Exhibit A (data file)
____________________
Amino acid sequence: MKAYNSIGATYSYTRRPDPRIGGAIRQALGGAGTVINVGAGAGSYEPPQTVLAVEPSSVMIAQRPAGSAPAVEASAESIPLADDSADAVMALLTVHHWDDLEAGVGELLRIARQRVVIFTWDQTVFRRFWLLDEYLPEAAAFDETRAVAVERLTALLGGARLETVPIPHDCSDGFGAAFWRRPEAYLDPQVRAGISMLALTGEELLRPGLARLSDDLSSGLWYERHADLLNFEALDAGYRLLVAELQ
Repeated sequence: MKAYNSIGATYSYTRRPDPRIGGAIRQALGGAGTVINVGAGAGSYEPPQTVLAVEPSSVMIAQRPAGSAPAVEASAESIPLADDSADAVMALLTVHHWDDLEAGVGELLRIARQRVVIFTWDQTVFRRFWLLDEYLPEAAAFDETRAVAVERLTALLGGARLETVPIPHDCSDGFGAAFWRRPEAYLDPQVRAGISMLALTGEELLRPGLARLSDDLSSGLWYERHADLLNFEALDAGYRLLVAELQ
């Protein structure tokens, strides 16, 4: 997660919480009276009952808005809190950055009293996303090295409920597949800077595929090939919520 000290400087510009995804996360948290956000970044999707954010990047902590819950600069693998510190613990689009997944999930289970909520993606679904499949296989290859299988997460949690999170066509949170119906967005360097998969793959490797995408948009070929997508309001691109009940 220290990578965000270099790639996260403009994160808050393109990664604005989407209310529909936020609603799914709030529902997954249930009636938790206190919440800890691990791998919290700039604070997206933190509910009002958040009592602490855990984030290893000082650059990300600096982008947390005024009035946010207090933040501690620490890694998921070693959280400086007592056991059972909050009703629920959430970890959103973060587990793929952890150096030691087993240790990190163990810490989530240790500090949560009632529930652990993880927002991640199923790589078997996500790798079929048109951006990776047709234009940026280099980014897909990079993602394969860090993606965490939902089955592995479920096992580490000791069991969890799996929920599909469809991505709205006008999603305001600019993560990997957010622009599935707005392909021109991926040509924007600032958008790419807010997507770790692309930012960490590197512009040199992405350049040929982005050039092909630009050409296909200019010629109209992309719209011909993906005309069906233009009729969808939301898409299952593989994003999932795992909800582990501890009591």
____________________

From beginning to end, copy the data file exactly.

Amino acid sequence: MKAYNSIGATYSYTRRPDPRIGGAIRQALGGAGTVINVGAGAGSYEPPQTVLAVEPSSVMIAQRPAGSAPAVEASAESIPLADDSADAVMALLTVHHWDDLEAGVGELLRIARQRVVIFTWDQTVFRRFWLLDEYLPEAAAFDETRAVAVERLTALLGGARLETVPIPHDCSDGFGAAFWRRPEAYLDPQVRAGISMLALTGEELLRPGLARLSDDLSSGLWYERHADLLNFEALDAGYRLLVAELQ
Repeated sequence: MKAYNSIGATYSYTRRPDPRIGGAIRQALGGAGTVINVGAGAGSYEPPQTVLAVEPSSVMIAQRPAGSAPAVEASAESIPLADDSADAVMALLTVHHWDDLEAGVGELLRIARQRVVIFTWDQTVFRRFWLLDEYLPEAAAFDETRAVAVERLTALLGGARLETVPIPHDCSDGFGAAFWRRPEAYLDPQVRAGISMLALTGEELLRPGLARLSDDLSSGLWYERHADLLNFEALDAGYRLLVAELQ
């Protein structure tokens, strides 16, 4: 997660919480009276009952808005809190950055009293996303090295409920597949800077595929090939919520 000290400087510009995804996360948290956000970044999707954010990047902590819950600069693998510190613990689009997944999930289970909520993606679904499949296989290859299988997460949690999170066509949170119906967005360097998969793959490797995408948009070929997508309001691109009940 220290990578965000270099790639996260403009994160808050393109990664604005989407209310529909936020609603799914709030529902997954249930009636938790206190919440800890691990791998919290700039604070997206933190509910009002958040009592602490855990984030290893000082650059990300600096982008947390005024009035946010207090933040501690620490890694998921070693959280400086007592056991059972909050009703629920959430970890959103973060587990793929952890150096030691087993240790990190163990810490989530240790500090949560009632529930652990993880927002991640199923790589078997996500790798079929048109951006990776047709234009940026280099980014897909990079993602394969860090993606965490939902089955592995479920096992580490000791069991969890799996929920599909469809991505709205006008999603305001600019993560990997957010622009599935707005392909021109991926040509924007600032958008790419807010997507770790692309930012960490590197512009040199992405350049040929982005050039092909630009050409296909200019010629109209992309719209011909993906005309069906233009009729969808939301898409299952593989994003999932795992909800582990501890009591």